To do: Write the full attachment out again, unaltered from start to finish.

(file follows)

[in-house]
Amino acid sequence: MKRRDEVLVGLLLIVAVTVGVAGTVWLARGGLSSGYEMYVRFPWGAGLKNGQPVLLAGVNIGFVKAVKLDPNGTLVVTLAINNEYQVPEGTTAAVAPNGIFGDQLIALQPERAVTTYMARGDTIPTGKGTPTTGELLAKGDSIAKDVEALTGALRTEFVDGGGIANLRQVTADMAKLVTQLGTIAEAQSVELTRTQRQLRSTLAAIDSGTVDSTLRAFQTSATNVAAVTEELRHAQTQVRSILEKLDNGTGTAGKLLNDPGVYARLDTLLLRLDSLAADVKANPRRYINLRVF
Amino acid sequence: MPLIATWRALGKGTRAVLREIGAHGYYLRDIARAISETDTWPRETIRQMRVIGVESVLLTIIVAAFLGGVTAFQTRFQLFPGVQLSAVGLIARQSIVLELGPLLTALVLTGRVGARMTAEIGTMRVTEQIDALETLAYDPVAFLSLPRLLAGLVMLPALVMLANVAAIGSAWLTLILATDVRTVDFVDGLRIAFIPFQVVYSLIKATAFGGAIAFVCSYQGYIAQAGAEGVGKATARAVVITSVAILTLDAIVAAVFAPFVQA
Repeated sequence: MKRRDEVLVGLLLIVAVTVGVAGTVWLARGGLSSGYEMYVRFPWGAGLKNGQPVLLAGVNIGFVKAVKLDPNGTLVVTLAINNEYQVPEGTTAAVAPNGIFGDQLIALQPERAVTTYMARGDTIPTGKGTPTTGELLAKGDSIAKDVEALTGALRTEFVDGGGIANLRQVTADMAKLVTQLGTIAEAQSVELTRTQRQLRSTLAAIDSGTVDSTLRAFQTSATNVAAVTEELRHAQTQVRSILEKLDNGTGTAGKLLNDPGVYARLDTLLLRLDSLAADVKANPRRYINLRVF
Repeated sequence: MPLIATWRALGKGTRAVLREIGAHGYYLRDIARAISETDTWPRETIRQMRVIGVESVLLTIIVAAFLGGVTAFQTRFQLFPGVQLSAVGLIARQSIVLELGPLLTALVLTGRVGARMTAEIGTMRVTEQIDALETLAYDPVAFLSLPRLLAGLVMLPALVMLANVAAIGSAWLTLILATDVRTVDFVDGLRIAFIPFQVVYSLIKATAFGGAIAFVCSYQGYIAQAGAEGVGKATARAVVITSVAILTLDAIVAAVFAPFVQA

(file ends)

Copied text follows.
[in-house]
Amino acid sequence: MKRRDEVLVGLLLIVAVTVGVAGTVWLARGGLSSGYEMYVRFPWGAGLKNGQPVLLAGVNIGFVKAVKLDPNGTLVVTLAINNEYQVPEGTTAAVAPNGIFGDQLIALQPERAVTTYMARGDTIPTGKGTPTTGELLAKGDSIAKDVEALTGALRTEFVDGGGIANLRQVTADMAKLVTQLGTIAEAQSVELTRTQRQLRSTLAAIDSGTVDSTLRAFQTSATNVAAVTEELRHAQTQVRSILEKLDNGTGTAGKLLNDPGVYARLDTLLLRLDSLAADVKANPRRYINLRVF
Amino acid sequence: MPLIATWRALGKGTRAVLREIGAHGYYLRDIARAISETDTWPRETIRQMRVIGVESVLLTIIVAAFLGGVTAFQTRFQLFPGVQLSAVGLIARQSIVLELGPLLTALVLTGRVGARMTAEIGTMRVTEQIDALETLAYDPVAFLSLPRLLAGLVMLPALVMLANVAAIGSAWLTLILATDVRTVDFVDGLRIAFIPFQVVYSLIKATAFGGAIAFVCSYQGYIAQAGAEGVGKATARAVVITSVAILTLDAIVAAVFAPFVQA
Repeated sequence: MKRRDEVLVGLLLIVAVTVGVAGTVWLARGGLSSGYEMYVRFPWGAGLKNGQPVLLAGVNIGFVKAVKLDPNGTLVVTLAINNEYQVPEGTTAAVAPNGIFGDQLIALQPERAVTTYMARGDTIPTGKGTPTTGELLAKGDSIAKDVEALTGALRTEFVDGGGIANLRQVTADMAKLVTQLGTIAEAQSVELTRTQRQLRSTLAAIDSGTVDSTLRAFQTSATNVAAVTEELRHAQTQVRSILEKLDNGTGTAGKLLNDPGVYARLDTLLLRLDSLAADVKANPRRYINLRVF
Repeated sequence: MPLIATWRALGKGTRAVLREIGAHGYYLRDIARAISETDTWPRETIRQMRVIGVESVLLTIIVAAFLGGVTAFQTRFQLFPGVQLSAVGLIARQSIVLELGPLLTALVLTGRVGARMTAEIGTMRVTEQIDALETLAYDPVAFLSLPRLLAGLVMLPALVMLANVAAIGSAWLTLILATDVRTVDFVDGLRIAFIPFQVVYSLIKATAFGGAIAFVCSYQGYIAQAGAEGVGKATARAVVITSVAILTLDAIVAAVFAPFVQA